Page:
World-class vegetable varieties

International trade fair Fruit Logistica has bestowed innovation awards on two new tomato varieties, and one re-packaged cucumber. Robyn Joubert reports.
30 May 2008

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Fruit Logistica, an annual international fruit and vegetable trade fair held in Berlin in February, shortlisted 10 products from exhibitors for their Fruit Logistica Innovation Award (FLIA) 2008.

Trade visitors voted the FLIA should go to Nunhems Netherlands BV for their “Intense” tomato, a dark red, oval beef tomato with a very dense structure that lets it retain its juice when cut. Launched in March 2007, Intense is billed as a modern convenience tomato. “consumer or the fresh-cut industry gets more tomato – more flesh and pulp, and less juice,” promises Nunhems. “This reduces costs and significantly increases productivity. And the tomato stays naturally fresh for longer. The loss of fluid after 10 days corresponds to that of a normal tomato after one day.” Intense tomatoes are 57mm to 67mm in size and weigh 90g to 100g.

The Original Cucumber
Second place went to the Eosta/Enza Zaden from the Netherlands for the Original Cucumber or “Urgurke”. This long-forgotten variety is characterised by its knobbled peel, dark green colour, medium size, freshness and juiciness, and weighs 300g to 400g.

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Eosta, with Enza Zaden Beheer and the University of Wageningen, have relaunched it because of its natural taste. It’s only grown organically and cultivated in four countries – Holland, Bulgaria, Spain and Greece – so that it can be supplied 12 months a year.

The cucumber is currently supplied to the trade in boxes of 12, but in future will be individually wrapped for consumer sales in packaging reminiscent of the French baguette bag. The compostable packaging is made from environmentally friendly PLA.
Launched in June 2007, the Original Cucumber will be offered this year in food retail outlets and health food shops, with emphasis on the German, British and Scandinavian markets. There will also be initial tests in the US.

The Tomatoberry
Third place was awarded to the strawberry-shaped “Tomatoberry” from Tokita Seed in Japan.

Launched to the market in November 2006, this new variety of tomato is a little larger than a normal cherry tomato with an average weight of 20g, and looks remarkably like a smooth-skinned strawberry. It has a very fine skin and aroma and a very sweet taste – scoring 8 to 10 brix.

Seeds are available to professional cultivators and hobby gardeners. The Tomatoberry may be cultivated either outdoors or in the greenhouse and is available through the classic food retail trade. Next year’s Fruit Logistica will be held in Berlin from 4 February to 6 February 2009. For more, visit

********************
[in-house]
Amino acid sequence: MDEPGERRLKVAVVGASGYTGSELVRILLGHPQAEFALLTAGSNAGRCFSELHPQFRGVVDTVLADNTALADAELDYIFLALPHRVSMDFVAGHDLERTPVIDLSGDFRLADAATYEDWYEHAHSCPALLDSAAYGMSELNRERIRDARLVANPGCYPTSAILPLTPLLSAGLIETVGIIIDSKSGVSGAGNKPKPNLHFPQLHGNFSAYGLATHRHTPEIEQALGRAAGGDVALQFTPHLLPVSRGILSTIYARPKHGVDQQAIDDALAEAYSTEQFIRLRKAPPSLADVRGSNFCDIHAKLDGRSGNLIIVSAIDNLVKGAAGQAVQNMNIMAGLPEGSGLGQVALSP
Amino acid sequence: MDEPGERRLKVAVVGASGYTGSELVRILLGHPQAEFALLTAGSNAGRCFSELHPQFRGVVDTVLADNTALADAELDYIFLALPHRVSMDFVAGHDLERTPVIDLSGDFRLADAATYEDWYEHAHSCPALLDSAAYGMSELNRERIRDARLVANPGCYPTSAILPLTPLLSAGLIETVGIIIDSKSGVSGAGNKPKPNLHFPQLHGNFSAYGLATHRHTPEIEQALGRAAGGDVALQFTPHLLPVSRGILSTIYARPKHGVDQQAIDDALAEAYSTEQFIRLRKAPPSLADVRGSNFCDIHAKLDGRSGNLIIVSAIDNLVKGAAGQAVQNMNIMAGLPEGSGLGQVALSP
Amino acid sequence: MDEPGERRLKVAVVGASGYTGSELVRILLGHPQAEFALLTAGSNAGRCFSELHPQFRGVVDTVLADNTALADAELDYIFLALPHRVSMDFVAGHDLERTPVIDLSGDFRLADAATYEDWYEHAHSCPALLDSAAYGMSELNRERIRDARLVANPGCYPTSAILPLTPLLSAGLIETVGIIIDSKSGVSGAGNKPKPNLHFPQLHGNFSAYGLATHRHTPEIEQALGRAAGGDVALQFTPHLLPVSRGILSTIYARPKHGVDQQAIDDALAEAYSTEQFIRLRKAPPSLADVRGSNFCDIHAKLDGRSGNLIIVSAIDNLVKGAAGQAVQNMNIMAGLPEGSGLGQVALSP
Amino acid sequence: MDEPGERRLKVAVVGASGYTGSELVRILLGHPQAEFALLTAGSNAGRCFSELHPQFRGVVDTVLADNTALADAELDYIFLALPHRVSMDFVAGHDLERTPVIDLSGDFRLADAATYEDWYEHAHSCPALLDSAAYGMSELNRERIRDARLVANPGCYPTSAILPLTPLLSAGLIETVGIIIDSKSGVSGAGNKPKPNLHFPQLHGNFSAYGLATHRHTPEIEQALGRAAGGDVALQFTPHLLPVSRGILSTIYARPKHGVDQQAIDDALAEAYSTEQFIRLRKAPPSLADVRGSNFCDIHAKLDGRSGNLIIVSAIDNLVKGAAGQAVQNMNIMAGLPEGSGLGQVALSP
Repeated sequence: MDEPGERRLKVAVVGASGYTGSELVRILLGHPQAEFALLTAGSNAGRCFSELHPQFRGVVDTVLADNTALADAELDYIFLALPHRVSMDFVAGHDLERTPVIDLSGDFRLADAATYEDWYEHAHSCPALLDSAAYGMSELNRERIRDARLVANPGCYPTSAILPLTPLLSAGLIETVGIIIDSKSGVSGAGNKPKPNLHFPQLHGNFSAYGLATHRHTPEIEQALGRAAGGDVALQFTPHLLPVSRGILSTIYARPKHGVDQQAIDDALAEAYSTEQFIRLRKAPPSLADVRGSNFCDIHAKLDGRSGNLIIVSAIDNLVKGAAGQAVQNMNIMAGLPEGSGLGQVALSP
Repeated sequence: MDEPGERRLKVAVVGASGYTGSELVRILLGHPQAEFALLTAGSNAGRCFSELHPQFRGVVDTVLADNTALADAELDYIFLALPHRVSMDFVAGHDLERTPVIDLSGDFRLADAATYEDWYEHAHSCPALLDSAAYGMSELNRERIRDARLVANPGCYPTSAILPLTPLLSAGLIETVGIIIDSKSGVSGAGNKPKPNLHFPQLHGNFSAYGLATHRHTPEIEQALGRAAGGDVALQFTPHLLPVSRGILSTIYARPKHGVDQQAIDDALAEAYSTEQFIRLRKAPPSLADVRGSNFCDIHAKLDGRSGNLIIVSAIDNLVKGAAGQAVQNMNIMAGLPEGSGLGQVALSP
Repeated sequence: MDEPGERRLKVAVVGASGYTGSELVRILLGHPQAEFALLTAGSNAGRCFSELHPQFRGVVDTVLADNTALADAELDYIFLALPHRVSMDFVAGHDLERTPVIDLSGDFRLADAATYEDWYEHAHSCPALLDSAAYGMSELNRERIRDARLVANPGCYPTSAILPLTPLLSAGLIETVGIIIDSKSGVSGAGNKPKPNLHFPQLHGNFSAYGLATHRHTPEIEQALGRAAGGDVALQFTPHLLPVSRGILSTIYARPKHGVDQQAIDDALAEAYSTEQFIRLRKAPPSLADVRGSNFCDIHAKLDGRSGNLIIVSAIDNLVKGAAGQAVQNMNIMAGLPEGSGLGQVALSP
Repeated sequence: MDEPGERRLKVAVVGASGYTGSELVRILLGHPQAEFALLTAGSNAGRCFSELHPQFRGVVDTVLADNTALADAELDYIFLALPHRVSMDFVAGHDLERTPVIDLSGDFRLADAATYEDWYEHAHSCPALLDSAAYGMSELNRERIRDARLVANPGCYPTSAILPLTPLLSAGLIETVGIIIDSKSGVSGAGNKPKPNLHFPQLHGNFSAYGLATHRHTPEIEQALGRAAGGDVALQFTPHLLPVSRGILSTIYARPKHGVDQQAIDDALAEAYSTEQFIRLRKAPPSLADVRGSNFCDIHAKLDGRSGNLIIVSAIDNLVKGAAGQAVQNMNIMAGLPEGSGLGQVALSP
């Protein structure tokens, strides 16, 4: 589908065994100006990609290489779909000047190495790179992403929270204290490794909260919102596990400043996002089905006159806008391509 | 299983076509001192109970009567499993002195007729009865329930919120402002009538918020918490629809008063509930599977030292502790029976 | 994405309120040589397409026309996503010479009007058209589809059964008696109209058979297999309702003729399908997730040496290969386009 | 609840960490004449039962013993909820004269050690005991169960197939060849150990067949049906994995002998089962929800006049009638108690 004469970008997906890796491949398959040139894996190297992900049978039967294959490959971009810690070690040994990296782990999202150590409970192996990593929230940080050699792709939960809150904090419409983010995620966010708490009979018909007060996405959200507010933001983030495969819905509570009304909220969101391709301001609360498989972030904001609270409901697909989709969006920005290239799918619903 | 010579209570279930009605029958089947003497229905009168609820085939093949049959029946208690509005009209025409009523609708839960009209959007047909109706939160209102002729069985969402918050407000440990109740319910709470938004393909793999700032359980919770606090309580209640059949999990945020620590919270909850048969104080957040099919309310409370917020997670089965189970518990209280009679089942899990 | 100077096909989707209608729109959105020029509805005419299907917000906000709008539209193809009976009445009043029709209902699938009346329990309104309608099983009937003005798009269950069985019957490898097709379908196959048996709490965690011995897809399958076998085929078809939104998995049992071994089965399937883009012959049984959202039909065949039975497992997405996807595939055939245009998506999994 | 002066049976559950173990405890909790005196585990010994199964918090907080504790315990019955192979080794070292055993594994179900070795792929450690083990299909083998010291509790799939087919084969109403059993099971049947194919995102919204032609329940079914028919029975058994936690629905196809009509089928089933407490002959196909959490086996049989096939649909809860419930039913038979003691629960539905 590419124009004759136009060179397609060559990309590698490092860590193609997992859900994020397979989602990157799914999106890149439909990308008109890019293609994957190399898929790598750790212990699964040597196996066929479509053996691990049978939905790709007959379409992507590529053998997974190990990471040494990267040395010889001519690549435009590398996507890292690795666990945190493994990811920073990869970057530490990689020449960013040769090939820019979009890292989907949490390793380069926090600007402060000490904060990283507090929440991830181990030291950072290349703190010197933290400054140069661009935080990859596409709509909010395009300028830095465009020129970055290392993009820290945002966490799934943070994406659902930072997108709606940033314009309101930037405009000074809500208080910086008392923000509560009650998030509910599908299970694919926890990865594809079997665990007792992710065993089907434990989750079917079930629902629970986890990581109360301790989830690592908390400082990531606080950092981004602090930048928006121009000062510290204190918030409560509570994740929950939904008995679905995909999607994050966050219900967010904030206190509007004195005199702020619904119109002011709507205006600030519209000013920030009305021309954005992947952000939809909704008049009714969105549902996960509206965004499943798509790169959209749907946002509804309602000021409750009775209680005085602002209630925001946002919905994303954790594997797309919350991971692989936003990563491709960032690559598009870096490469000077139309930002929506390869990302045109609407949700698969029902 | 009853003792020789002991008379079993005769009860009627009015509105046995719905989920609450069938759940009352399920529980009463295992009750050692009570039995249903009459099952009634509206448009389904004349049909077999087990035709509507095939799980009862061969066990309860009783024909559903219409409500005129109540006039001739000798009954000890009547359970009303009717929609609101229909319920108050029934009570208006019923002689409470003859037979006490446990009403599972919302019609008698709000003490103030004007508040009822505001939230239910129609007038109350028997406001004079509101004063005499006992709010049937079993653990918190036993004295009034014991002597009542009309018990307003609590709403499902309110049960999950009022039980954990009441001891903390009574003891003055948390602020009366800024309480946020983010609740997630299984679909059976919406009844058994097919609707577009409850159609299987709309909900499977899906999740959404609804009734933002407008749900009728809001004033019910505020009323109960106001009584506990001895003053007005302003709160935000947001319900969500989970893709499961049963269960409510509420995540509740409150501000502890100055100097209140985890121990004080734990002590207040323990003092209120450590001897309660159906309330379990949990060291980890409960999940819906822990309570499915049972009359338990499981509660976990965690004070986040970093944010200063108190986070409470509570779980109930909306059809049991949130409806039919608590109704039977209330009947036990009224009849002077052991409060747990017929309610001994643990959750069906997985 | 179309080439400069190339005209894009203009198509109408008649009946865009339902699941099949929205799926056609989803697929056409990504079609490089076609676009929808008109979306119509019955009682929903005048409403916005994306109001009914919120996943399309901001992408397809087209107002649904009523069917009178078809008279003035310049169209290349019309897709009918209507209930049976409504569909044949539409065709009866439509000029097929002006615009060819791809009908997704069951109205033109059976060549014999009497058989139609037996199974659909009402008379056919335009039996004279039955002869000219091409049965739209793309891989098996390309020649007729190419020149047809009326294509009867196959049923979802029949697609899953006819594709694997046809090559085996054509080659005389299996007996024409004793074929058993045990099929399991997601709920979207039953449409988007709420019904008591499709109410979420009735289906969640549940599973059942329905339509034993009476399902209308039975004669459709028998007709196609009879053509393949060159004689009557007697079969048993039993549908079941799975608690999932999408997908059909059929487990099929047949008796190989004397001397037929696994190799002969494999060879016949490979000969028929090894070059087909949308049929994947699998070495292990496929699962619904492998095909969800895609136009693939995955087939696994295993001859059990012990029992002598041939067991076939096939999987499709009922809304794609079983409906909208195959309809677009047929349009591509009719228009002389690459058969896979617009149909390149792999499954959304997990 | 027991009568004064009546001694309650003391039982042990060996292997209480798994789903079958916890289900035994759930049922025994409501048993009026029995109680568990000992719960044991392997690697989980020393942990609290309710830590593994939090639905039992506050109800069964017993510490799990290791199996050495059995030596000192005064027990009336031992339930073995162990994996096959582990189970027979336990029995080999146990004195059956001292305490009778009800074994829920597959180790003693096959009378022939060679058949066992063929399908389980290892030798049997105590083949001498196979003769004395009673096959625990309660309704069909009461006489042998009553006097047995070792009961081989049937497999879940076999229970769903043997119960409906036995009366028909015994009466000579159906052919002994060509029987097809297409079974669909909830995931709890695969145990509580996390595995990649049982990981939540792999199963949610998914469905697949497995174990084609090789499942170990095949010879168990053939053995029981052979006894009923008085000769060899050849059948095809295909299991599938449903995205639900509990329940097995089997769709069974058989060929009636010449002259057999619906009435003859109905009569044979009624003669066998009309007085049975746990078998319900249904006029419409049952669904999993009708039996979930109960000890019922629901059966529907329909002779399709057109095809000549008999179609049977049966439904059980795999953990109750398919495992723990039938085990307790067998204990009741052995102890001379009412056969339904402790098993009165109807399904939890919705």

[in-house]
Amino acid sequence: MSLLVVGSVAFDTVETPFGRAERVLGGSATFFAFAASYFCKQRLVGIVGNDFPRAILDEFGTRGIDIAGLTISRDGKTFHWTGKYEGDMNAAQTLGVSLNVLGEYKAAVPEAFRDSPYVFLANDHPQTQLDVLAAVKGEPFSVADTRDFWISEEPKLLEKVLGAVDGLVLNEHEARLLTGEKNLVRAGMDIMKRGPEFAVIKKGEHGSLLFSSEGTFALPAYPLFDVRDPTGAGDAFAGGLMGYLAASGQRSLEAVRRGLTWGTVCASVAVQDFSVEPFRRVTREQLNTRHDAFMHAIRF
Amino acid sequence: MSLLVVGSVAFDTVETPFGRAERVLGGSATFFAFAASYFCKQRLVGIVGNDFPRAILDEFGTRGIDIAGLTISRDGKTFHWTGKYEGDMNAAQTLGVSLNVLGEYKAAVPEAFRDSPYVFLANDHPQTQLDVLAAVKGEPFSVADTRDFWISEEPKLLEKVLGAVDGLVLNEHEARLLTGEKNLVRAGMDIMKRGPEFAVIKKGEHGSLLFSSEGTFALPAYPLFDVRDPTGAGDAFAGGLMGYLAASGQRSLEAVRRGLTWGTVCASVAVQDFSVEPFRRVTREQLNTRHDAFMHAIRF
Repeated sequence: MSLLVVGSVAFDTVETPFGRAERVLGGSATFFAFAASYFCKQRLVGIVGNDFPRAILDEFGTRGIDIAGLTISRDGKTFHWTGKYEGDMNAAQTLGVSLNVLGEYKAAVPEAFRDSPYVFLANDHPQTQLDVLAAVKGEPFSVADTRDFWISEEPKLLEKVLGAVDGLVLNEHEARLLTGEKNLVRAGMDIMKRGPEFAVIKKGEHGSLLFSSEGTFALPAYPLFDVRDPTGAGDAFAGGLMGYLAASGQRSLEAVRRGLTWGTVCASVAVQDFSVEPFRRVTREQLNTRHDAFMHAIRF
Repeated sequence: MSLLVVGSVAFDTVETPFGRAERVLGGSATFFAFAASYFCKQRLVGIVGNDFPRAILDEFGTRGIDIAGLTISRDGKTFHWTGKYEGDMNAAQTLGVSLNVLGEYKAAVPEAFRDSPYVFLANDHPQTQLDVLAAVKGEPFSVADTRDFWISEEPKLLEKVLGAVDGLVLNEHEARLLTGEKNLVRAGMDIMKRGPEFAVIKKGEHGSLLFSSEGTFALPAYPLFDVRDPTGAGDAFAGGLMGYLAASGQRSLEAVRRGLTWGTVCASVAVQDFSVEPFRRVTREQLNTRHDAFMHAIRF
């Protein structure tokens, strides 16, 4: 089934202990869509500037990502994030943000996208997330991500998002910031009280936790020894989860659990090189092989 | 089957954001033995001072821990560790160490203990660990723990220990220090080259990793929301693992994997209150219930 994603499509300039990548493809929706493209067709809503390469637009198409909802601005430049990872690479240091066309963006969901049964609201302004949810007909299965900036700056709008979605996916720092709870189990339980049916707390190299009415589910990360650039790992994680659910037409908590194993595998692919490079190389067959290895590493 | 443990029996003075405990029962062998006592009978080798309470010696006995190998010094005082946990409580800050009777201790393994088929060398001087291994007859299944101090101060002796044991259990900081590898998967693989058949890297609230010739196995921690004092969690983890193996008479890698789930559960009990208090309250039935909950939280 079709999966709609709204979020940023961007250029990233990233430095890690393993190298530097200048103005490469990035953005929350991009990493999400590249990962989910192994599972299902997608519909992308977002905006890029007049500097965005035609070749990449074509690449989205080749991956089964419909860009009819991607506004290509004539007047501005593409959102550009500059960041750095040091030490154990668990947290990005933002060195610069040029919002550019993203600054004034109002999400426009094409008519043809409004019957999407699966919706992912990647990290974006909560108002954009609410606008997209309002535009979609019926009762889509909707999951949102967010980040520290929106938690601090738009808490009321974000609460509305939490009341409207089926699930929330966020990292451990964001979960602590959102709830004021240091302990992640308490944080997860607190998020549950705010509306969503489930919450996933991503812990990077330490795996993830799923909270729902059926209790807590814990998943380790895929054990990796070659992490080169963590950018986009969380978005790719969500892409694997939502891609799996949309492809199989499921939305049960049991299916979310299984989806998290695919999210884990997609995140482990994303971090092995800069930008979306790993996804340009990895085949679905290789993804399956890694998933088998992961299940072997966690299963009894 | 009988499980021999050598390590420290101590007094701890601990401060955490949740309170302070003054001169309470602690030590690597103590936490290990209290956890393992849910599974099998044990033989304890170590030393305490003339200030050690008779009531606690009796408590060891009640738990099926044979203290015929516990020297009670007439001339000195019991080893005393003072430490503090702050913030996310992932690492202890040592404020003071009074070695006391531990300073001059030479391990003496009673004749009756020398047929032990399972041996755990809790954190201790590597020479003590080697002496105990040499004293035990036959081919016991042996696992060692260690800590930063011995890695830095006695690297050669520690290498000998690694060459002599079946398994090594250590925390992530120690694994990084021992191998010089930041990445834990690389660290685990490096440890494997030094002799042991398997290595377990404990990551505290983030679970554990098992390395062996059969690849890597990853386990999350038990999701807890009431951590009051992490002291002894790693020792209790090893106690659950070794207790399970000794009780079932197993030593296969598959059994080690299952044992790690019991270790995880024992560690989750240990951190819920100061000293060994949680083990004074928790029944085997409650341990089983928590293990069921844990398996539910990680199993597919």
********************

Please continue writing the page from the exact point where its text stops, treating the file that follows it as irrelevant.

The good goat guidebook

Storey’s Guide to Raising Dairy Goats by Jerry Belanger (Storey Publishing, R220, postage included)

Whether you want a few goats for your smallholding or are an established dairy goat farmer, this book will be invaluable. Author Jerry Belanger is passionate about goats, and dispels many of the myths surrounding them.

Belanger emphasises that while goats can make good pets, they are first and foremost livestock and should be treated as such. He says dairy goats are one of the healthiest and hardiest domestic animals and the easiest to start farming with. They should have few health problems if properly managed and are relatively easy to house.

The book starts with the basics, providing a checklist for purchasing goats which includes physical appearance, your confidence in the breeder, breeding records and the goats’ current living conditions.

If you’ve been farming goats for a while, the book will expand your knowledge on topics such as a doe’s oestrus cycle and how to determine by feel if a doe is in labour.The chapter on feeding explains exactly how a goat’s stomach works and how this is affected by what it eats. Belanger offers pros and cons of commercial feed versus homemade feed, including an in-depth explanation of how to mix your own feed.

Raising Dairy Goats also offers detailed instructions for processing milk into a variety of other products – from yoghurt and ice cream to different types of cheese. While the book is based on American data, the information is applicable
worldwide. If you’re interested in these fascinating animals, get your hands on a copy.
To order from Kejafa Knowledge Works e-mail [email protected] or call (014) 557 0005. |fw